Muscle Feast Taurine is designed to:
Aid in recovery from injuries
Help repair muscle damage
Increase protein synthesis
Have anti-fatigue properties
Promote the uptake of glucose into the muscle
What is Taurine?
Taurine is one of the most important, useful, and safest amino acids. Taurine is best known for its beneficial effects on the heart and cardiovascular system. Early clinical research also suggests that taurine, in combination with caffeine, can produce improvements in mental performance. When the body engages in extreme physical activity, it no longer will be able to produce the necessary amounts of taurine, therefore supplementation becomes necessary.
What are the benefits?
In addition to the benefits listed above taurine is involved in the regulation of core body temperature and may help prevent heat stress and stroke. Taurine also acts as an osmolyte; assisting the body in maintaining proper water balance. Zhang et al. (2004) found that individuals who supplemented with taurine for 1 week before an exhaustive exercise bout significantly improved time to exhaustion, VO2 max, and maximal workload. It also decreased eexercise-inducedDNA damage.
Up to 3,000 milligrams a day of supplemental l-taurine is considered safe. Any excess taurine is simply excreted by the kidneys. Moderation is important, however. Little is known about the effects of heavy or long-term l-taurine use.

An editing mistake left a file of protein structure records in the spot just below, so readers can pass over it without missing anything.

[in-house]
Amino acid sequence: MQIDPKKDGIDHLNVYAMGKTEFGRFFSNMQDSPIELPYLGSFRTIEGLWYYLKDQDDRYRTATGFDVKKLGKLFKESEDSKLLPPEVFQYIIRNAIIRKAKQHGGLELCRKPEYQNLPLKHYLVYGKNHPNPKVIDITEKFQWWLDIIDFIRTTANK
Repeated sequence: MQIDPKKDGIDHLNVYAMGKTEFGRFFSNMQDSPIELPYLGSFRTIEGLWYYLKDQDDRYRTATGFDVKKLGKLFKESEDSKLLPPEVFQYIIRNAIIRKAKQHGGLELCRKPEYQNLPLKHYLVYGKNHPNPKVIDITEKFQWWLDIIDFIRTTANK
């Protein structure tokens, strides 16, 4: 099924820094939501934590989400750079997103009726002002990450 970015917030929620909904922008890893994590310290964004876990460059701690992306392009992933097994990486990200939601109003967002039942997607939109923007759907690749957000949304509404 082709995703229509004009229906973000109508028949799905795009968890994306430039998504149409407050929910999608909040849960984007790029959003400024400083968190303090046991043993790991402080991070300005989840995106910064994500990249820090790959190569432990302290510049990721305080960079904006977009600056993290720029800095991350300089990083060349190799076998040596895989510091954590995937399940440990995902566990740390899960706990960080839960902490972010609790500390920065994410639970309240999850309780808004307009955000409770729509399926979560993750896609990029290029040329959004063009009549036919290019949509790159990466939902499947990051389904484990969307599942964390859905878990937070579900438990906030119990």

Any side effects?
Supplemental use of l-taurine is generally considered to have no adverse side effects or drug interactions. As always, however, you should consult with your physicians before adding l-taurine supplements to your daily regimens. Additionally, women who are pregnant or nursing should consult their physicians before adding l-taurine supplements. You should also consult with your doctor before taking this supplement as high doses of l-taurine has been shown to lower blood pressure.
As an adult dietary supplement, take one serving (2.4g) in 8 ounces of water or juice, once daily. Do not take taurine prior to sleep.